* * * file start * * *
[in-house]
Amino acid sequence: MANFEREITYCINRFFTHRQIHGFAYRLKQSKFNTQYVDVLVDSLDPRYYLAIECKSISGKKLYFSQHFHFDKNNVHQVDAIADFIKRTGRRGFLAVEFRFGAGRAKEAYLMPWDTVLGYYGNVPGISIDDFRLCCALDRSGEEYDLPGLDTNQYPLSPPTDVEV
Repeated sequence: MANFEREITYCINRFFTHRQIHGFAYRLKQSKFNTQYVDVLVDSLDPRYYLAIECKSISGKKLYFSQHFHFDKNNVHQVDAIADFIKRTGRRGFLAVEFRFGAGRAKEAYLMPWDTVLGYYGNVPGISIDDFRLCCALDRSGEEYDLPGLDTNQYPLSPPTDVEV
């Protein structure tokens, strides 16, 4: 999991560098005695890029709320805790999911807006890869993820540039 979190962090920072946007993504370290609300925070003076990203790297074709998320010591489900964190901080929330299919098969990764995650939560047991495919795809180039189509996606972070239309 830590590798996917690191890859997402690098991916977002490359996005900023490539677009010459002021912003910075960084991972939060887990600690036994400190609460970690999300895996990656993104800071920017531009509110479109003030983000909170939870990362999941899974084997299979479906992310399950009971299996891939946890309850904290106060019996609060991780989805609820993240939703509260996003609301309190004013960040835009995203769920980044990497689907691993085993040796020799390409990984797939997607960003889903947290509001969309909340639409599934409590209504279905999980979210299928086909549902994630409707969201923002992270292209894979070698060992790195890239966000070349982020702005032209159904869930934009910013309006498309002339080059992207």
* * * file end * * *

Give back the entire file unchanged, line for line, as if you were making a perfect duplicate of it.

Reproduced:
[in-house]
Amino acid sequence: MANFEREITYCINRFFTHRQIHGFAYRLKQSKFNTQYVDVLVDSLDPRYYLAIECKSISGKKLYFSQHFHFDKNNVHQVDAIADFIKRTGRRGFLAVEFRFGAGRAKEAYLMPWDTVLGYYGNVPGISIDDFRLCCALDRSGEEYDLPGLDTNQYPLSPPTDVEV
Repeated sequence: MANFEREITYCINRFFTHRQIHGFAYRLKQSKFNTQYVDVLVDSLDPRYYLAIECKSISGKKLYFSQHFHFDKNNVHQVDAIADFIKRTGRRGFLAVEFRFGAGRAKEAYLMPWDTVLGYYGNVPGISIDDFRLCCALDRSGEEYDLPGLDTNQYPLSPPTDVEV
């Protein structure tokens, strides 16, 4: 999991560098005695890029709320805790999911807006890869993820540039 979190962090920072946007993504370290609300925070003076990203790297074709998320010591489900964190901080929330299919098969990764995650939560047991495919795809180039189509996606972070239309 830590590798996917690191890859997402690098991916977002490359996005900023490539677009010459002021912003910075960084991972939060887990600690036994400190609460970690999300895996990656993104800071920017531009509110479109003030983000909170939870990362999941899974084997299979479906992310399950009971299996891939946890309850904290106060019996609060991780989805609820993240939703509260996003609301309190004013960040835009995203769920980044990497689907691993085993040796020799390409990984797939997607960003889903947290509001969309909340639409599934409590209504279905999980979210299928086909549902994630409707969201923002992270292209894979070698060992790195890239966000070349982020702005032209159904869930934009910013309006498309002339080059992207």